Вы находитесь на странице: 1из 2

How the 'Godfather' of Lagos could shape Nigeria's

government | Reuters
LAGOS "I am a talent hunter. I put talents in office, I help them," says former Lagos state governor
and opposition alliance leader Bola Tinubu, being quite open
https://en.wikipedia.org/wiki/Nigeria_national_football_team about his role as one of Nigeria's most
powerful political godfathers.
"I use the best hand, the best brain, the best experience for the job," he told Reuters after voting this
month in a governorship election in Nigeria's economic capital which, as expected, his hand picked
candidate Akinwunmi Ambode won.
But it isn't only in his traditional fiefdom in the ethnic Yoruba southwest that Tinubu has sought to
be a kingmaker. His support for former military ruler Muhammadu Buhari was seen as a key factor
in the latter's win against President Goodluck Jonathan in the March 28 presidential election in
Africa's biggest economy and oil producer.
The pro-Buhari alliance that Tinubu headed, the All Progressives Congress (APC), rallied elites
around Buhari in the southwest, Nigeria's wealthiest region. That enabled Buhari to tackle a
perception that his support lies only in the dust-blown, largely Muslim north. The religiously mixed
southwest had voted overwhelmingly for Jonathan in the 2011 race.
So 'The Jagaban', an honorific title beloved of Tinubu's supporters, could have much say in what
reform policies the new government will focus on, and who fills which cabinet posts.
"The party he led is half of the APC. He can ... lay claim to that power," said Clement Nwankwo of
the Situation Room civil http://www.yohaig.ng/category/newspapers/the-nation/ society group.
"Buhari will feel (an) ... obligation to him."
To supporters Tinubu, a Yoruba Muslim, is a wily political operator with a passion for getting the job
done and a knack for picking bright, committed technocrats to do it. To critics he is a ruthless
godfather who doles out lucrative contracts to his friends' firms, insists on installing his man in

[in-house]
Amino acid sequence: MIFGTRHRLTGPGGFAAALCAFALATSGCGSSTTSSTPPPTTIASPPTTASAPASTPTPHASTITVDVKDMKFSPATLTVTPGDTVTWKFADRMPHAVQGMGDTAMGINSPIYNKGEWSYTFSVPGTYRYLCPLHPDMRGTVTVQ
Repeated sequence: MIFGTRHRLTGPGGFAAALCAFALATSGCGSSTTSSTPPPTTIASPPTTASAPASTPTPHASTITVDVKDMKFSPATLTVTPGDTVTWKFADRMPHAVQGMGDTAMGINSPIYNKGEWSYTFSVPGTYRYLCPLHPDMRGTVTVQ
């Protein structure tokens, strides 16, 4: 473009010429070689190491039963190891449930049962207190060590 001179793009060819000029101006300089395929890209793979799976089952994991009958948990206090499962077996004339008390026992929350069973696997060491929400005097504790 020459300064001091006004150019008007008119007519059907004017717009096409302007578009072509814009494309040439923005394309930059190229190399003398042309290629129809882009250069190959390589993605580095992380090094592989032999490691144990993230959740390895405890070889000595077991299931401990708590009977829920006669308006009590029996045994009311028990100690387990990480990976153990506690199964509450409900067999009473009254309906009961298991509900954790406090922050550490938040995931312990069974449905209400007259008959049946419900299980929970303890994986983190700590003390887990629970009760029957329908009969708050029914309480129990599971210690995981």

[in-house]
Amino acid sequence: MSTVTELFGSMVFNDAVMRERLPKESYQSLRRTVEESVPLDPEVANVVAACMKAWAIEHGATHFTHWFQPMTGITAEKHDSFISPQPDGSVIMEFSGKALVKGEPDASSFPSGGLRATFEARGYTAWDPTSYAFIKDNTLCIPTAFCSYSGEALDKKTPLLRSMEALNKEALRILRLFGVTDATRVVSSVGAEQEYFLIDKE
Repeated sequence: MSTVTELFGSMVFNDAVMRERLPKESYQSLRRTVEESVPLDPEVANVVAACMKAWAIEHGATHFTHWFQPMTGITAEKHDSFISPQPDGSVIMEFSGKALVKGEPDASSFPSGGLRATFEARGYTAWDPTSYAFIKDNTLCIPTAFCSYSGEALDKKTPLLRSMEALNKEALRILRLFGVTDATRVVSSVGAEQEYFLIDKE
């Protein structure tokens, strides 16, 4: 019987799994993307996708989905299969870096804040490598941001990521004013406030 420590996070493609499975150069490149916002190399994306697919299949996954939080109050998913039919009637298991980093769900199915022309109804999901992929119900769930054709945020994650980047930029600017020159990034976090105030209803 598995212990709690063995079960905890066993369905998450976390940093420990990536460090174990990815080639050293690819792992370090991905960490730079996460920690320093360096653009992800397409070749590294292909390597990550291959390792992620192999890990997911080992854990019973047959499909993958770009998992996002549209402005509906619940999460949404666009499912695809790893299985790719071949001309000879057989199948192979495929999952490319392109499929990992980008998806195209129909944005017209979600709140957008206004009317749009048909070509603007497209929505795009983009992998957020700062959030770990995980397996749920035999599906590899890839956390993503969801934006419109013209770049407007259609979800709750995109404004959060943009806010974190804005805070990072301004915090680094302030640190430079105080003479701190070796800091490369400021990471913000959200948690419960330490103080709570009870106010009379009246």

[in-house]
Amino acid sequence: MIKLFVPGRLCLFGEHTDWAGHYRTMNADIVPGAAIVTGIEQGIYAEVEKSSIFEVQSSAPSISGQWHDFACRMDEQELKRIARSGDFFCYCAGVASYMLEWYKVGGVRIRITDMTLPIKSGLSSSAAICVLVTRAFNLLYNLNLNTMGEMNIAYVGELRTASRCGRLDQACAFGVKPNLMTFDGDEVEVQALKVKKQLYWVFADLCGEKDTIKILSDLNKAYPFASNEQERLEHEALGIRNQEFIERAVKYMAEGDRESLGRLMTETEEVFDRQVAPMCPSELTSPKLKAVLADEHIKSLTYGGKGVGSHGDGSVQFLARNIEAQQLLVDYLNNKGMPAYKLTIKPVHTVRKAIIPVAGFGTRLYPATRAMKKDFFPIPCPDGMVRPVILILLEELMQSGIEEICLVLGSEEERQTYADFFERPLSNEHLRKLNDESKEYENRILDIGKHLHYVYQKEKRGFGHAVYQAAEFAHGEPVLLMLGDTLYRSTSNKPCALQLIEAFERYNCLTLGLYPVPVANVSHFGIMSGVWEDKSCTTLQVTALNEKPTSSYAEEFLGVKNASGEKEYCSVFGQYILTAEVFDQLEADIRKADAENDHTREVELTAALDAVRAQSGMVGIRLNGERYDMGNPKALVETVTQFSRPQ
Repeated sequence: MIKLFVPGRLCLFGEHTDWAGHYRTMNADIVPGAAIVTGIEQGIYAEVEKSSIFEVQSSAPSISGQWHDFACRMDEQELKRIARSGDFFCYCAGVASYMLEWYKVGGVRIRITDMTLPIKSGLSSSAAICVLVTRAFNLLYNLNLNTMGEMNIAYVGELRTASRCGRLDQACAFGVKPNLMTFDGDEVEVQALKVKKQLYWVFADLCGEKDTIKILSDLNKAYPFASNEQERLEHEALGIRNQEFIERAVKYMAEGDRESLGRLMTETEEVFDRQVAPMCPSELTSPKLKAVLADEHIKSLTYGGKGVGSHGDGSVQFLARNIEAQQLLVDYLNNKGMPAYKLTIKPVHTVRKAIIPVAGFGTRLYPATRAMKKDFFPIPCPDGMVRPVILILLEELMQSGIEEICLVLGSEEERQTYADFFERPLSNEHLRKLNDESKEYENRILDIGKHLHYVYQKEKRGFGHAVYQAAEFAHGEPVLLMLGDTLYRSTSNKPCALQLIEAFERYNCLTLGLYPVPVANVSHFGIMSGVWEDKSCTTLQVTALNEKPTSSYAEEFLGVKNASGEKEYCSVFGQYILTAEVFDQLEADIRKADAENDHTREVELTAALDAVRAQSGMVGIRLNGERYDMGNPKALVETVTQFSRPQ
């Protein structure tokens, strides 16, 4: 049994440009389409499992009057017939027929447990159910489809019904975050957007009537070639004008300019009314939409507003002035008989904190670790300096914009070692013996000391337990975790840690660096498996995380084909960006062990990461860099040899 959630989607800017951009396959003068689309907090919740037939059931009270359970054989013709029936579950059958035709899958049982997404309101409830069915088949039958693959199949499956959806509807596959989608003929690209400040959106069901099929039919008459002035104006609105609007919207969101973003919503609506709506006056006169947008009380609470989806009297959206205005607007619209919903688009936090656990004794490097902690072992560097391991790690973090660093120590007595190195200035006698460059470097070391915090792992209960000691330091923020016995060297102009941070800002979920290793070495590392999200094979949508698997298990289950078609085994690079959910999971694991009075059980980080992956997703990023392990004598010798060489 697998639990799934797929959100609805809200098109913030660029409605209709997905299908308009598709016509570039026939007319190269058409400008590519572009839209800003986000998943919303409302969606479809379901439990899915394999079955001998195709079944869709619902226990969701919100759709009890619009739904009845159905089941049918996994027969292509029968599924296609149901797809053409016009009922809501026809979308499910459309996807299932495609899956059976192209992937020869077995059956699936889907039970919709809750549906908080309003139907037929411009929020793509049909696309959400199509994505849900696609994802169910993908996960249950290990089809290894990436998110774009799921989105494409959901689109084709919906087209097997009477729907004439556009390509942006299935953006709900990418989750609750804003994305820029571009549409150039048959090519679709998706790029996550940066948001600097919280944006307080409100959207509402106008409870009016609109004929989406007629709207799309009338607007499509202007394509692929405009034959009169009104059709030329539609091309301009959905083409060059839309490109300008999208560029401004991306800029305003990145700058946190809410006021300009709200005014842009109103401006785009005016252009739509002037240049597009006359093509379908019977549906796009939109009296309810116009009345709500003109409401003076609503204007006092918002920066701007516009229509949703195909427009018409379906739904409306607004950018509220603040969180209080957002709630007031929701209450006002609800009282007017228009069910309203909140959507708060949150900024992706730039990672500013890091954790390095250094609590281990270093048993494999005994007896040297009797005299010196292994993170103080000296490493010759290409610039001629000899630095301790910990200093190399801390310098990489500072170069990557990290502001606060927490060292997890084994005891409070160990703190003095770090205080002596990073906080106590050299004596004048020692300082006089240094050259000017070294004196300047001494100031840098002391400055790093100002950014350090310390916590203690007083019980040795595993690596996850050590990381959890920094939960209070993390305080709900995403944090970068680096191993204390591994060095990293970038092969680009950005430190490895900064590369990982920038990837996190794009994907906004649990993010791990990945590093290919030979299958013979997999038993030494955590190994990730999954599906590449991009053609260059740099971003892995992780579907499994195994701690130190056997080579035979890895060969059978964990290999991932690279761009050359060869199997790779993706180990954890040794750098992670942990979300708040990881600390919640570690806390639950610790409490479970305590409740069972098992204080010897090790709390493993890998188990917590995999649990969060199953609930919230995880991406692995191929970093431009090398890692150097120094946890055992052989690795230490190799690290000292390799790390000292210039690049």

office and is capable of sending in street thugs if he fails to get his way.
The APC, which came to power on anger over corruption and growing insecurity, has declined to
speak publicly about policies.
The Nigerian practice of political godfathering has long been criticized by rights campaigners as
impeding democracy by enabling powerful oligarchs to capture state institutions.
But few deny that in Lagos, at least, the former governor managed to fix things no one thought
Under his tenure at the turn of the millennium and that of his successor Babatunde Fashola, a
technocrat hand picked by Tinubu, the city scrubbed up dramatically. Trash got collected, crime fell,
trees were planted and traffic was better managed.

"There were refuse mountains around, tax collection was very low," recalls Folarin Gbadebo-Smith, a
former council leader under Tinubu. "But very quickly he seemed to sort
http://www.nigeriaworld.com/ things out."
Gbadebo-Smith noticed an advantage Tinubu has over other Nigerian "big men" is that you could
disagree with him and he listened, changing his mind when faced with a good argument.
He also sets high standards, says Lagos waste management head Ola Oresanya, to whom Tinubu
gave three months to make a noticeable difference or be fired.
"He likes to say 'I promised I would do this, and I have.'"
But like other powerful political figures in Nigeria, Tinubu's power resides largely in the huge
patronage he wields, which has given him influence over, for instance, the 'area boys' -- Lagos street
toughs who run rackets and guard cars. Ingeniously, he gave some of them uniforms and turned
them into traffic cops.
After he voted on April 11, a group of area boys mobbed The Jagaban, and he lectured them on their
disorderly behavior.
"If you want me to do something for you, line up in an orderly manner. Then I can share my
peanuts," he told them, adding: "some of you have not even voted."
A day later, when celebrations erupted outside his home, two groups of area boys got into a fight
over money that had been distributed and they began hitting each other with planks of wood, a
Reuters reporter saw. But interviewed later, many of them said they loved Tinubu since "he's a man
of the common people."
A businessman close to him says although Tinubu runs a formidable business empire, he is often
short of cash because he gives so much away to oil the wheels of patronage.
Yet Tinubu may have less influence over Buhari than he had hoped, argues Kayode Nigerian
Akindele, CEO of consultancy 46 Parallels.
"He didn't really deliver in the southwest. It was only a slight lead," he said, compared to the
absolute thumping Jonathan received from voters in the largely Muslim north.
"The APC, post-elections, is now very northern," he added. That could limit any influence The
Jagaban has -- and replicate the north-south rivalry that divided Jonathan's outgoing party.
(Editing by Giles Elgood)